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Biochemistry. 2005 Dec 6;44(48):15858-70.

Detection of human betaV-tubulin expression in epithelial cancer cell lines by tubulin proteomics.

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Department of Molecular Pharmacology, Albert Einstein College of Medicine, Bronx, New York 10461, USA.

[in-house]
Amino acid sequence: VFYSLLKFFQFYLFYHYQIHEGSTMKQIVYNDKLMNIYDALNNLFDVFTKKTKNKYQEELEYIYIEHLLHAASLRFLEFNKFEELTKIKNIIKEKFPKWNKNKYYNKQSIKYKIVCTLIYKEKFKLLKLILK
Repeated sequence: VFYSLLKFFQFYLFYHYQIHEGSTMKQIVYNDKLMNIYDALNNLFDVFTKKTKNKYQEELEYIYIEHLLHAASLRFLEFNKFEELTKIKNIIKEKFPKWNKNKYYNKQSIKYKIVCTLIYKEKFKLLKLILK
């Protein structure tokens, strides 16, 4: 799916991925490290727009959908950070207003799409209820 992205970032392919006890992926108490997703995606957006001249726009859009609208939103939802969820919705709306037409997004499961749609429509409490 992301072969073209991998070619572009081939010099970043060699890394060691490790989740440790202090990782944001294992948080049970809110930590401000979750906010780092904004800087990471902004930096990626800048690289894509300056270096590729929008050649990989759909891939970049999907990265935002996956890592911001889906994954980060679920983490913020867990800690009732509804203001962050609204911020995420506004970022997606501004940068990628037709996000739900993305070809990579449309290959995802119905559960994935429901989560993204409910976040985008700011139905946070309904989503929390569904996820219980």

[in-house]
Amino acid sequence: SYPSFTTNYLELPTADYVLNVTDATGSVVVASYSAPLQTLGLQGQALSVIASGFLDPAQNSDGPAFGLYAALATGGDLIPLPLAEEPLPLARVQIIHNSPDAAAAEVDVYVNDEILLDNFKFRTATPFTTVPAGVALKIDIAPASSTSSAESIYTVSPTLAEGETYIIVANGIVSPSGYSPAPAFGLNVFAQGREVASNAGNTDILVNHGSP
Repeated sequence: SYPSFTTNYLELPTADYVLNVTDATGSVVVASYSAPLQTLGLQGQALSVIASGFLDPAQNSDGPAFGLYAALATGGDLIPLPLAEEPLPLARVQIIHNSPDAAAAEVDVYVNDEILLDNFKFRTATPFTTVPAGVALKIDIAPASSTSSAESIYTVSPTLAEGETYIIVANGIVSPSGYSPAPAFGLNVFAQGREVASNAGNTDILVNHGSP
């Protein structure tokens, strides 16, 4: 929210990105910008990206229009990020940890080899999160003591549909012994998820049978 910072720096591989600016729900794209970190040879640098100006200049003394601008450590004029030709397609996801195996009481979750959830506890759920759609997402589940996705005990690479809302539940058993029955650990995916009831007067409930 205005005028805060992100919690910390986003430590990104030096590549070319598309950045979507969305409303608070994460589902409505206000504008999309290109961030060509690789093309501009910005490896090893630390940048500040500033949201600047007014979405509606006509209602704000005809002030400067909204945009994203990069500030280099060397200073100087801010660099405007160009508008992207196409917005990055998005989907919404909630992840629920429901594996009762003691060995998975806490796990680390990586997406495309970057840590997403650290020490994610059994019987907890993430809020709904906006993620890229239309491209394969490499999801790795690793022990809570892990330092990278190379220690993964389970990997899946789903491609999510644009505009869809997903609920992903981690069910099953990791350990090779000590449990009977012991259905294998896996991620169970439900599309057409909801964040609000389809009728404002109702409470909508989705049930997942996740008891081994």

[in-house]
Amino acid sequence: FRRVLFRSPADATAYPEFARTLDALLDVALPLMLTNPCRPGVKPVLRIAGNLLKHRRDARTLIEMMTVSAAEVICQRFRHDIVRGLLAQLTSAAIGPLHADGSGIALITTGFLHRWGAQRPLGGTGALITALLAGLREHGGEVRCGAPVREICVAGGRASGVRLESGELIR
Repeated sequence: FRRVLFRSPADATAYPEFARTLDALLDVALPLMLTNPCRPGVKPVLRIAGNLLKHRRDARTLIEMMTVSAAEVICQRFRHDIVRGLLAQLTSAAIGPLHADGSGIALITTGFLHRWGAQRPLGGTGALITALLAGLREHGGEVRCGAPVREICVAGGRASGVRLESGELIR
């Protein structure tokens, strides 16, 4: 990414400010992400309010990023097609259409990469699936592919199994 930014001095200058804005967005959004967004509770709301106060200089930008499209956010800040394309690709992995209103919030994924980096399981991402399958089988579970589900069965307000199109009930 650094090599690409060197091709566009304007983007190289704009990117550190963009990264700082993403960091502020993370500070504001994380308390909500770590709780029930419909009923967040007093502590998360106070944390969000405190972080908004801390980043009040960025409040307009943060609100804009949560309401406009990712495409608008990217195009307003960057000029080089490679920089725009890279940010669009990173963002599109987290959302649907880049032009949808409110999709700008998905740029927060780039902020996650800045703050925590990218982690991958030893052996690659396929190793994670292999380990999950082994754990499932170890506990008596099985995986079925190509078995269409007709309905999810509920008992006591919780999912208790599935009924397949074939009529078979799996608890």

Tubulin, the constitutive protein of microtubules, is a heterodimeric protein with an alpha and beta subunit, encoded in vertebrates by six and seven different genes, respectively. Each tubulin isotype can be identified by its divergent C-terminal sequence. Nevertheless, two groups of beta-tubulin isotypes can be distinguished by sequence alignment; one includes betaI-, betaII-, betaIVa-, and betaIVb-tubulin, and the other includes betaIII-, betaV-, and betaVI-tubulin. betaIII-tubulin overexpression has been associated with microtubule destabilization and resistance to Taxol. Recent data indicate that mouse betaV-tubulin overexpression in CHO cells results in profound microtubule disorganization and dependence of cells on Taxol for growth. Mouse and human betaV-tubulin sequences display several differences, such as their respective extreme C-terminus, suggesting that they may have different effects on microtubule stability and different affinities for drugs. When high-resolution isoelectric focusing, in-gel CNBr cleavage, and mass spectrometry were combined, we detected for the first time the betaV-tubulin protein in human cell lines and found that it was highly expressed in Hey, an epithelial ovarian cancer cell line. Our data confirm that human and rodent betaV-tubulins are distinct and indicate that, regardless of species, betaIII- and betaV-tubulin may be expressed in a complementary pattern at the protein level. Therefore, both betaIII- and betaV-tubulin expression levels should be systematically determined to assess the role of differential tubulin isotype expression in the response of tumors to drugs targeting microtubules.

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